At 1/21/12 11:40 PM, satanbrain wrote:
I was wondering if there is even one official publicily stating this allegation.
Can you think of an official who would have any interest in stating this publically?
At 1/21/12 11:43 PM, adrshepard wrote:
No, you "come on." All you're saying now is that our word alone overthrew the Iranian pm, that the US somehow took out Mossadegh through the international equivalent of "peer pressure."
Money combined with promises of money, hence the parentheses.
If promises of money were all that was needed to get our way we would never have fought Vietnam, Korea, or either Iraq campaign.
Single cause fallacy; of course the factions opposed to the US in those countries were much stronger and more organised than in Iran. All you need to accept is that a dictatorship can exist; that a faction that does not represent the majority of the population can hold power through an abundance of military strength, money or strategic positioning. What's possibly just as vital is that the dictatorship is perceived as being in charge; people on the fence might decide to back the dictatorship or not join a rebellion if they expect Mossadegh's faction to lose in the end.
The US had the power to influence all these aspects: they could supply the loyalist faction with weapons, cash and intelligence. By paying for crowds to demonstrate against Mossadegh they may not have been able to permanently improve public opinion about the Shah, but they could create momentum for the coup. Then, after the coup had been completed, the pro-US faction would have a strategic advantage to cling to its new position of power. But they could especially embolden reluctant generals or dissuade potential rebels by (covertly) throwing their weight behind the coup. By doing so, a coup that would normally have barely failed can be emboldened to the point where it can barely succeed.
In Chile and Iran the pro-US and anti-US factions were balanced enough for US pressure to tip the scales in favour of the pro-US faction without direct military involvement, in Afghanistan and Iraq this wasn't the case. While you may say that the Iranians are themselves guilty for letting the pro-US faction get strong enough to be able to be emboldened into pulling off a coup with US support, this doesn't excuse the fact that the US intervened in the politics of a sovereign nation and allowed a dictator to seize power in doing so.
That would be relevant if Hezbollah and Hamas targeted the US and not Israel.
For Iran those are two heads of the same hydra. Seriously, since Israel acts as a proxy for the US in the region, the same way Iraq acted a proxy for the US during the 80s, I don't see the need to split hairs here.
What did Israel ever do to Iran?
The same way Iran maintains good relations with Venezuela because they share opposition to the US, Iran backs faction that are opposed to both the US and Israel. This way, if the US were to invade Iran, they could ask groups like Hezbollah and Hamas to return favours. Iran's only Arab ally during the Iran-Iraq war, Syria, is also hostile to Israel (which holds the Golan Heights that belong to Syria), so you could even see it as a return of favour for when they were still fighting US-backed Iraqis.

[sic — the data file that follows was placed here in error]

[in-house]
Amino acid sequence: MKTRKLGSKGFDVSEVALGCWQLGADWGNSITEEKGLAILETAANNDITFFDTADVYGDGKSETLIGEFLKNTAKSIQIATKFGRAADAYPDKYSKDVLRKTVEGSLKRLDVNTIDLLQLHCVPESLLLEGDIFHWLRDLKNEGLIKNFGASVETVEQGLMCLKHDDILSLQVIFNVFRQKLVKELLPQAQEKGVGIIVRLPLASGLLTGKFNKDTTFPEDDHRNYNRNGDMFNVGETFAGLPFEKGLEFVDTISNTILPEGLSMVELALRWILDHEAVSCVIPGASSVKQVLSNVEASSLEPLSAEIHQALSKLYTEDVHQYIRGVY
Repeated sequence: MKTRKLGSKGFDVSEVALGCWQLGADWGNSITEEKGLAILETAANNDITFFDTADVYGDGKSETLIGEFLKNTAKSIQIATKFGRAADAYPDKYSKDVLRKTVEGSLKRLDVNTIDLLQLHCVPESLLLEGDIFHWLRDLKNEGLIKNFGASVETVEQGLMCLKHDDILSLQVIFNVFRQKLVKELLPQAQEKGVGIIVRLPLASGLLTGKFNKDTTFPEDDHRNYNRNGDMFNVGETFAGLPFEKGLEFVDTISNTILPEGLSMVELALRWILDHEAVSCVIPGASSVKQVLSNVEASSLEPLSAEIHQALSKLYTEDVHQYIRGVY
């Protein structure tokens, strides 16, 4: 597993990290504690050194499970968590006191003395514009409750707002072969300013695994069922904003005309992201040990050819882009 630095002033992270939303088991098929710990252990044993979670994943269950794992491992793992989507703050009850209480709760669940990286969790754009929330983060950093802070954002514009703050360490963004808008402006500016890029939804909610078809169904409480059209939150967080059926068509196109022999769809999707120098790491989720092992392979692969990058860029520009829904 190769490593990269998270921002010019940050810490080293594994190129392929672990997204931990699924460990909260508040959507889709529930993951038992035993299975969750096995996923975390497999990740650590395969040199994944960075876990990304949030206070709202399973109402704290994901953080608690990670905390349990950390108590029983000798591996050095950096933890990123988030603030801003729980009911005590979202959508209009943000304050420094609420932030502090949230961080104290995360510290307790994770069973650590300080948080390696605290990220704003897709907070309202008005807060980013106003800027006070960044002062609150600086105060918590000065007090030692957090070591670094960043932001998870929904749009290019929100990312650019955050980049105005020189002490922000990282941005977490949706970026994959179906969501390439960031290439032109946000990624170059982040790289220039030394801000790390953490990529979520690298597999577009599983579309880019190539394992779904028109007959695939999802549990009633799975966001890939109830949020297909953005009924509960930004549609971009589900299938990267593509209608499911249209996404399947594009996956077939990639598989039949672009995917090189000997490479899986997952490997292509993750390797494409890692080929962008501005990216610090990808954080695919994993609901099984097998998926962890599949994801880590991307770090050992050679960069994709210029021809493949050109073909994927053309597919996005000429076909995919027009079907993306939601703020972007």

Ever ask yourself that?
Did you? If you believe that Iran's foreign policy can solely be explained by them being Muslim fanatcis, then why would they strive for good relations with a kâfir nation like Venezuela? And if they're pragmatic, then why would they not support terrorists against Israel?
That would be pretty impressive considering US support predated Saddam's gas attack on the Kurds.
I was talking about chemical attacks against Iranian troops in border villages in '84 and '85.
Ok. Except I've never said those things, so I don't care.
Did I say you did?
Sigh, that was a hyperbole. The point is that Iran's interest in nuclear weapons prior to 2002 is irrelevant, other countries such as SA and Brazil were also interested in nuclear weapons up to a similar level. What's relevent is that Iran's nuclear program did not begin in earnest until Ahmadinejad got to power.
Not at all. One option would be to abide by the Additional Protocol to inspections, which is voluntary, but would nonetheless do a hell of a lot to defuse the situation if the Iranian effort is as peaceful as they claim.
Look, I'm not naive up to the point that I believe that if Iran were to give up its nuclear weapons program and stop backing terrorists, that the West would stop being hostile. Not only does Iran still sit on massive oil reserves, but, like Cuba, they represent defiance. The very existence of Iran as an Islamic theocratic state is a threat to the interests of the US in the region. Fundamentalists in Egypt, Palestine and so many other Arab countries may not like Iran being a Shi'ite state, but they still look towards the revolution in Iran for inspiration. I don't think it's a stretch to say that the US government believes that if the regime in Iran were to fall, that this would be a blow to Islamists worldwide. As such, the Iranian government is constantly under threat, and their nuclear weapons program is a response to said threat. Going public about their desire to build a nuke is only to make it harder for powers like Russia and China to keep tacitly supporting Iran, so they don't.
On the other hand, I believe that the best blow that can realistically be struck at the Islamists at this point is to let the Iranian regime collapse in on itself due to sanctions and a popular protest movement that does have lie about not being supported by Western puppet masters.